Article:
Fish are separated into males and females. A number of fishes, however, are born males, but change into females; or are born females and change into males.

Many fish, including trout and salmon, are oviparous. This means they lay eggs. Sharks and rays have internal fertilization and lay fertilized eggs. Most fish, including trout and salmon, lay unfertilized eggs. The eggs are fertilized externally by the male. Fish typically release hundred or even millions of eggs, which increases the chance that a few offspring will survive into adulthood.


Although usually drab in color before the breeding season, which varies with the species, members of the salmon family develop bright hues at spawning time. The male, during this season, usually develops a hooked snout and a humped back. Before mating, one parent excavates a nest for the eggs; after the eggs are deposited and fertilized, the female stirs up the stream bottom so that earth and stones cover the eggs and protect them. The eggs hatch in two weeks to six months, depending on the species and the water temperature. During the migrations and nest-building activity proceeding mating, neither the females nor the males consume food.

The Atlantic salmon migrates to cold, fresh water in late spring or early summer, swimming upstream at an average rate of up to 6.4 km (4 mi.) per day. Because salmon can jump as much as 3.7 m (12 ft) out of water, they clear most obstacles in their path. The female lays as many as 20,000 eggs in October or November, after which time the adult salmon float downstream and return to the sea. Unlike the various species of Pacific salmon, the Atlantic salmon does not die after its first spawning but returns year after year to its breeding place. The newly hatched young, known as parrs or brandlings because of the dark transverse markings on their sides, remain in fresh water for about two years. At this time, the young, known as smolts, become silvery in color and descend to the sea. Upon the first return of the Atlantic salmon to its spawning ground, the fish is known as a grilse. After spawning, it is known as a kelt.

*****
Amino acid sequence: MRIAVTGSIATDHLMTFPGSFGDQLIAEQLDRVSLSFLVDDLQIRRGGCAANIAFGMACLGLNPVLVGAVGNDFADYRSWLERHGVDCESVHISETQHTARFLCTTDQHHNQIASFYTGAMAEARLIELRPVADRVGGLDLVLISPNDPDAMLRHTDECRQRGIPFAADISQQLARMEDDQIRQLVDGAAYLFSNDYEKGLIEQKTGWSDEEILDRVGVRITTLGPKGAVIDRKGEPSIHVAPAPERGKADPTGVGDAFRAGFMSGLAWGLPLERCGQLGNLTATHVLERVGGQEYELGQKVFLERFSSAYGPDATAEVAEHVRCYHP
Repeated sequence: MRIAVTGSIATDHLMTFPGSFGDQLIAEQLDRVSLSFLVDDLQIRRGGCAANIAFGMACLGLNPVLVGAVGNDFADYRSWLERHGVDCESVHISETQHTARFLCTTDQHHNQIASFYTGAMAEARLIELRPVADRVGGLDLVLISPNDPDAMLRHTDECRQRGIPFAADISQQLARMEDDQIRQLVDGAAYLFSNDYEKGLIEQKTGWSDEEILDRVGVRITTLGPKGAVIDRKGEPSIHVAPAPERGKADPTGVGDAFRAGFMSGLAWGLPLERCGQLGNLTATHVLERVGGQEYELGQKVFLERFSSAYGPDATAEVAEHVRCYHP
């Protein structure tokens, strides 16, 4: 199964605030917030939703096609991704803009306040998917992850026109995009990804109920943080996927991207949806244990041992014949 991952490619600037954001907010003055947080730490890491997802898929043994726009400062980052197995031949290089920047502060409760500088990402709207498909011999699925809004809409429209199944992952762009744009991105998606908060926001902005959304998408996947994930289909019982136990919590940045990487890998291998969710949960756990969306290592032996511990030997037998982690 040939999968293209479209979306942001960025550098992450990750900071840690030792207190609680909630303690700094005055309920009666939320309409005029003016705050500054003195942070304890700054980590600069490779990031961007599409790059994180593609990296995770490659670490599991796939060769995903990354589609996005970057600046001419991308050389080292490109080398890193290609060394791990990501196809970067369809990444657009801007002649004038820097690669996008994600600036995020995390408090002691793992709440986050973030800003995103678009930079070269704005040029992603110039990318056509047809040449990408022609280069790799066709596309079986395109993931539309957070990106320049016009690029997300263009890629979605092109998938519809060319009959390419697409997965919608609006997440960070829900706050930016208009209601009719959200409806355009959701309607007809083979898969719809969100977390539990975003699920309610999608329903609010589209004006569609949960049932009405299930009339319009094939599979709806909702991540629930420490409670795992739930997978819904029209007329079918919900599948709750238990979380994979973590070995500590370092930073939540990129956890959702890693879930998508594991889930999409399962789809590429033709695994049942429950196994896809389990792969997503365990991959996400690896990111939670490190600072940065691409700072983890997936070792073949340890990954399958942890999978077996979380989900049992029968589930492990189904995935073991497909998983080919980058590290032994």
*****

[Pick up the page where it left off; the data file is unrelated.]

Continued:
Salmon found in the North Pacific Ocean spawn only once, dying after depositing and fertilizing their eggs. The Chinook salmon migrates farther than any other salmon, often traveling 1600 to 3200 km (1000 to 2000 mi.) inland to its spawning ground. Its eggs usually hatch within two months, and the young descend to the sea when 5 to 7.5 cm (2 to 3 in) long.